clock menu more-arrow no yes

Filed under:

It’s not time to panic about Red Sox rotation

New, comments

The injuries suck, but it’s far from the end of the world.

Division Series - Boston Red Sox v Cleveland Indians - Game Two Photo by Jason Miller/Getty Images

Heading into spring training, there was an understandable air of excitement surrounding the Red Sox rotation. They had a legitimate Big Three that could match just about any other is baseball as well as three other legitimate major-league starters who all have a considerable amount of upside. Since that moment, it’s been one deflating piece of news after another. First, it was Steven Wright and Drew Pomeranz getting off to a slow start recovering from last fall’s injuries. Then, it was David Price almost needing Tommy John and still being pushed back in his schedule. Now, on Sunday, we got word that Pomeranz left with triceps tightness. The latest piece of news seems to be the straw that broke the camel’s back for Boston fans, but if you are panicking just take a deep breath. We’re not quite at the point of needing to freak out about the starting pitching just yet.

Despite the injuries and poor performances, the Red Sox will still have a strong enough starting corps even if both Price and Pomeranz need to miss the first couple turns through the rotation. Obviously, Chris Sale is an enormous reason why. Last year, losing Price would have been devastating, but there’s a new “Staff Ace” in town and he’s looked great this spring. There’s always concern that a new pitcher is going to struggle in his first year at Fenway, because that just seems to be how things go. However, Sale is a truly elite talent and if anyone can break that trend it’ll be him. Even with a new pitch-to-contact philosophy that he utilized last year — and it’s unclear whether or not that’ll carry over into 2017 — he still managed to post a DRA- under 70 for the fourth consecutive year. For context, only seven pitchers with at least 100 innings managed that feat last year. Sale taking the ball every five days is a big relief for a rotation with some turmoil.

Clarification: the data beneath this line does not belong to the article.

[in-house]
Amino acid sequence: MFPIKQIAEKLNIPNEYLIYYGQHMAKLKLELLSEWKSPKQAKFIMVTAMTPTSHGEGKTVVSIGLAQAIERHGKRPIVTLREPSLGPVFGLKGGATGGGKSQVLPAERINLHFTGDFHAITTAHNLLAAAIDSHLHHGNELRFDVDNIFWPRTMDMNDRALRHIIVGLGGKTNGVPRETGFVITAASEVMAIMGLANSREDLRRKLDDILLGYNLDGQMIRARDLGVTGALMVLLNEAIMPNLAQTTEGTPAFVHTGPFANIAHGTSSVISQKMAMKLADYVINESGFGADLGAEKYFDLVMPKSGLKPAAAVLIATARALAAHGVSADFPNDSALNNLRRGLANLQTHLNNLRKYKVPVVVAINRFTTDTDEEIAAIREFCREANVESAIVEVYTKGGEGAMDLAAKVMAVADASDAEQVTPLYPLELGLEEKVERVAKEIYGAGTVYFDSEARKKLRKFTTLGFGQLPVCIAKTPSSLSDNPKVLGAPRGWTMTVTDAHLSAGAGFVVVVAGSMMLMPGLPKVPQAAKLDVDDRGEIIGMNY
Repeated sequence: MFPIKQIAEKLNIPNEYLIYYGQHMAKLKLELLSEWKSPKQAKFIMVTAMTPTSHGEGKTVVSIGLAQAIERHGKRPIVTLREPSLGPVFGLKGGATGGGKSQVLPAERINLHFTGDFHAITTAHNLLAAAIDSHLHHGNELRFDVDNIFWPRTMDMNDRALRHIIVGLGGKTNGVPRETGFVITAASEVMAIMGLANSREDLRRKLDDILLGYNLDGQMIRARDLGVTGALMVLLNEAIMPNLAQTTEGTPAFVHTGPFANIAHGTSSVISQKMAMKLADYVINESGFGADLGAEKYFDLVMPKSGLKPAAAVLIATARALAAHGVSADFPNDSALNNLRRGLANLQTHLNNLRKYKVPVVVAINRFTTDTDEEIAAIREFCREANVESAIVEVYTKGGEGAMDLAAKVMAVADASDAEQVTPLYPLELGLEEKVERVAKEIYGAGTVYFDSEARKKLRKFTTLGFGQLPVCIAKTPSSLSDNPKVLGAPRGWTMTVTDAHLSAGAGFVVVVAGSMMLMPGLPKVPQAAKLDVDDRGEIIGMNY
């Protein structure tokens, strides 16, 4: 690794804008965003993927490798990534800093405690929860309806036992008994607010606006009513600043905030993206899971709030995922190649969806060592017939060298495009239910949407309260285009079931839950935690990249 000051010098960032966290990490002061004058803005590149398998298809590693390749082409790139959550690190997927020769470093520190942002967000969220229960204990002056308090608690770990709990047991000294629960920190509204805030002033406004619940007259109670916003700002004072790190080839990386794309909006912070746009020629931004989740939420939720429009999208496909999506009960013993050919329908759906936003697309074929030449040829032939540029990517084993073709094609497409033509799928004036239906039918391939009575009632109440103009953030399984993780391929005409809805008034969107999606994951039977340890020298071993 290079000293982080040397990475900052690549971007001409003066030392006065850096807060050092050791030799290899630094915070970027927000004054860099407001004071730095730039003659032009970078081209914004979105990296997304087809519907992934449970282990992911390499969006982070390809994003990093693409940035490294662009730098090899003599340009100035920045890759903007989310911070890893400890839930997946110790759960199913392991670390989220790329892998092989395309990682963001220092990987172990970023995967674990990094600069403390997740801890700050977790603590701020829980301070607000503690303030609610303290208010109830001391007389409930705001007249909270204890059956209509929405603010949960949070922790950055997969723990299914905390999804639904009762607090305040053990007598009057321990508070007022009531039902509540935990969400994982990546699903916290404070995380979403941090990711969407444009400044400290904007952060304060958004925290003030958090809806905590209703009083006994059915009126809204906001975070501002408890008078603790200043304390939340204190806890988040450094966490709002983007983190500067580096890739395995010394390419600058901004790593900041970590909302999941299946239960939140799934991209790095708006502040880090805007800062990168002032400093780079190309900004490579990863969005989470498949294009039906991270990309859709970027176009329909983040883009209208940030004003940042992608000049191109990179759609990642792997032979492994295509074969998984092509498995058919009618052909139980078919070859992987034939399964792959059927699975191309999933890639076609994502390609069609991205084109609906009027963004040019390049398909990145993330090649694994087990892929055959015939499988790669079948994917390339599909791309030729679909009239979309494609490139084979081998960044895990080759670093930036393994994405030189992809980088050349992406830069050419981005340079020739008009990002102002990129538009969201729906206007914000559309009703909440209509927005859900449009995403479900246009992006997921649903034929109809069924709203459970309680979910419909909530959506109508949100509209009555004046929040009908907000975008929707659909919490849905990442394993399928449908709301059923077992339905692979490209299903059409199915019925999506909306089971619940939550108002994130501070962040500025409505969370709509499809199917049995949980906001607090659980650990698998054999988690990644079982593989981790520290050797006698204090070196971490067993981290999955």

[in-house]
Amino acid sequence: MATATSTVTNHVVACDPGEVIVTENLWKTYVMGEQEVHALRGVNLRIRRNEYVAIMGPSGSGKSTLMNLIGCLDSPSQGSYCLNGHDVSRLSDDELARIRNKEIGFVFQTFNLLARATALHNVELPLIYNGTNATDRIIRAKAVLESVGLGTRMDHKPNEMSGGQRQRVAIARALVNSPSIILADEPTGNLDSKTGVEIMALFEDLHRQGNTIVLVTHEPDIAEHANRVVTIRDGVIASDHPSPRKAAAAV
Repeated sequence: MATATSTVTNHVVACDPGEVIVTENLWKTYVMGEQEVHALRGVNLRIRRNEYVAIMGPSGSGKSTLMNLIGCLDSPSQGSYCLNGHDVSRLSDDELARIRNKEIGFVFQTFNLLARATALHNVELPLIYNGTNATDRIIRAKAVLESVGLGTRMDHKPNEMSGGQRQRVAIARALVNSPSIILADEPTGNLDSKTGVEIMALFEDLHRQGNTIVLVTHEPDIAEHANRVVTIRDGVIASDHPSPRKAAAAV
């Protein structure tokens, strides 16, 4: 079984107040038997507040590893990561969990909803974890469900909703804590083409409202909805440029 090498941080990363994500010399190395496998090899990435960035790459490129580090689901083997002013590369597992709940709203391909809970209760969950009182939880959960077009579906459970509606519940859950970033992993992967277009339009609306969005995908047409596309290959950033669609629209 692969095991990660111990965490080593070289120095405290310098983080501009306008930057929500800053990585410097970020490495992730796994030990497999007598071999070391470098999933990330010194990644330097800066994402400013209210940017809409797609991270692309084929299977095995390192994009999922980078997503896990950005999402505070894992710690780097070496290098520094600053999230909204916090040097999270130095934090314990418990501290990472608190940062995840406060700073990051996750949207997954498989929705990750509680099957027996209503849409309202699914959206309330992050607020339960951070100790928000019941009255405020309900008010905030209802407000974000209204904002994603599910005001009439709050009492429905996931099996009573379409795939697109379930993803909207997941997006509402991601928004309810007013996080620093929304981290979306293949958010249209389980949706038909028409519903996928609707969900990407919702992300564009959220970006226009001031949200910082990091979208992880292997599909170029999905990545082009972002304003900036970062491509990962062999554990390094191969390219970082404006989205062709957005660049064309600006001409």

MLB: Spring Training-Boston Red Sox at Houston Astros Jasen Vinlove-USA TODAY Sports

Then, of course, there’s Rick Porcello, who is coming off a career year and likely isn’t looking at as much regression as is generally believed. The best part about having Sale and Porcello as the 1-2 punch atop the rotation is the durability factor. Both pitchers have shown an ability to make 30-plus starts a year, and more importantly they’ve both shown an ability to pitch deep into games. Now, we did say the same about Price before camp started, and pitchers are durable until their not, but it’s better to have the track record than not. Assuming they can keep it, it’ll give John Farrell a more well-rested bullpen for the other starters, particularly whoever occupies the fifth spot if they need to reach into their depth.

It’s not just the 1-2 punch that has me excited, though. The guys behind them are looking strong this spring and appear ready to contribute in a big way. It’s easy to forget about Porcello’s big second half and Cy Young victory, but there was a time that Steven Wright was the best pitcher on Boston’s staff last season. The shoulder injury derailed things, but he was legitimately awesome. Knuckleballers are always prone to blowups and Wright is no sure thing, but he’s looked phenomenal this spring and showed the swing-and-miss stuff last season that portends an ability to carry over a significant portion of that success.